Gerald took his time getting out of bed, his movements stiff and rigid and well rehearsed from years of habit. His joints cracked and ached, tethering his steps close to the floor as he shuffled past the framed pictures and smiling faces collecting dust in the hallway. At the kitchen, he clung to the doorway and waited for the first blast from his head.
The clock on the stove showed that it was almost noon. Gerald took a deep breath, carefully stretching as he waited for his body to catch up. The house clicked and echoed in the stillness. Midnight or noon, the only difference was the view from the windows. He brewed his coffee, black and rich, the more potent the better. Somewhere in the house he heard his phone ringing but made no attempt to hurry after it. He was through hurrying.
Sipping his coffee, Gerald sat back on the recliner and closed his eyes. The journey into the room, along with the concentration of holding the mug steady left him winded. The cobwebs were thick that day, they usually were until after it was dark, and then sleep would escape him until the pills caught up.
The phone rang again. There, on the coffee table. He leaned forward, ignoring the searing pain in his back as the headaches arrived.
“Hello,” he said, with one hand massaging his forehead.
“Gerald, hey, it’s Darren."
“Look,you haven’t forgotten about that thing tonight, right?"
“For the fund raiser at the school tonight.”
The conversation was moving too fast. Gerald remembered something, vaguely about a school, but tonight?
“Uh, yeah. What time?”
“We need you there at 6. I’ll come over and pick you up at 5, okay?”
“Sure, thanks Darren.”
Gerald hung up the phone, bemused and irritable. He wished he’d cancelled, but Darren hardly asked for much. Besides, he was one of the few people he could trust. He rose slowly, cursing under his breath as he spilled coffee on the rug.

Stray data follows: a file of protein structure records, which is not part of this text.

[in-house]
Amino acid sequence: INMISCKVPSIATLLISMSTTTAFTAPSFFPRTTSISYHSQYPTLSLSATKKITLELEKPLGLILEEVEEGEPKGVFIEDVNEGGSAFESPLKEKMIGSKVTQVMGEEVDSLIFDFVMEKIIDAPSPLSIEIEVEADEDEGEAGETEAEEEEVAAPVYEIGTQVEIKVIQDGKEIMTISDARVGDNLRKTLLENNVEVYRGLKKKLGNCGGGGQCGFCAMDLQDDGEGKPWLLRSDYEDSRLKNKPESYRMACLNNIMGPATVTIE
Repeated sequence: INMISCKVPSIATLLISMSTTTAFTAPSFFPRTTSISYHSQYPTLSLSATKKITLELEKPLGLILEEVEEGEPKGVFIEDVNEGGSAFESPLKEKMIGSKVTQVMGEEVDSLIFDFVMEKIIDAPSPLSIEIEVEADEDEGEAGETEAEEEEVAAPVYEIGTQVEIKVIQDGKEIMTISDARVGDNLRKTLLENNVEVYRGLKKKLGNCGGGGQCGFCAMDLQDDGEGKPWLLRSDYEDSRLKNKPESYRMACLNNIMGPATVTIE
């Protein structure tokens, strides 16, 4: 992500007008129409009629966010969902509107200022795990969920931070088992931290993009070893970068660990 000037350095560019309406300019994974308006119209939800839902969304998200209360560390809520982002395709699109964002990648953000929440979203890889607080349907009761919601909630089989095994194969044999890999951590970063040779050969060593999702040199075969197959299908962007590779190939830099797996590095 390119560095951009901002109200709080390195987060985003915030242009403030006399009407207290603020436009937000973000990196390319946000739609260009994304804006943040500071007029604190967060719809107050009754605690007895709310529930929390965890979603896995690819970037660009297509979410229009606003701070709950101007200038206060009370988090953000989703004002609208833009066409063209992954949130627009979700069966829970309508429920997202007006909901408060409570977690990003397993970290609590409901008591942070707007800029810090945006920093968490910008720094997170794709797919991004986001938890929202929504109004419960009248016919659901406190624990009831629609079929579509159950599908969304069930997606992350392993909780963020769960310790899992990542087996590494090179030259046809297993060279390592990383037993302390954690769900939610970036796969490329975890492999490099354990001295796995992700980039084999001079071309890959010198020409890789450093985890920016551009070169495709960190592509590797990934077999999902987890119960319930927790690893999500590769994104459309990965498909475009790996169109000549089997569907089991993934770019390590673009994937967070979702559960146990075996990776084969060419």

He migrated to his office where he searched for his notebook, the one he used to jot down important dates. Sifting through the papers and envelopes strewn across the keyboard, he found the trusty notebook and flipped through the scribbled pages. There, within the walls adorned with framed pictures of smiling men—young and strong and fearless, Gerald “The Bull” Tinsdale tried to piece together his day.
The pictures--some black and white, others a tint of orange, the later ones glossy and colorful--all captured the great running back, number 33, shaking hands with governors, mayors, and Hollywood celebrities. It was a tribute to a hall of fame career that had spanned 12 years over 10,000 yards and two super bowls, neither of which he could remember. Just a blur of camera flashes and cheering.
The walls didn’t show the hundreds of collisions, the dozen concussions, the droopy, dazed star marching back onto the field after a head on collision with what felt like a train. Oh how the crowd roared when he returned! With his ears ringing, his vision narrowed. He could still hear the cheering. And every morning he heard the ringing.
The scrawling in his book revealed something about a charity for the local Boys and Girls Club. He nodded, Darren wouldn’t have asked otherwise. He limped out of the office, ignoring the trophies and footballs on the shelves, the piles of memorabilia on the floor.
Most of the doors to the rooms remained closed. His daughter’s room had hardly been used. Marie’s last visit had been a disaster. She was eleven and wanted to be with her friends. Dad was boring; he just sat there and stared at the wall. Lisa had called afterwards and suggested that visits be monitored. Maybe he could try counseling. He’d grunted and mumbled until she was through talking.
He fluffed the eggs in the pan and tended to the large strips of bacon. There was nothing like breakfast. Scrambled eggs, bacon, toast. Just like his playing days. He looked down at his gut as the bacon crackled on the pan.
His weight had ballooned in retirement, and he could still hear Lisa starting in on him.
“You can’t eat like a horse anymore Gerald.” She admonished, suggesting yogurt and whole grains that left him hungry well before lunch. But he missed her voice. He missed the warmth and the sounds of his family. Now he only heard his brain working. The ringing.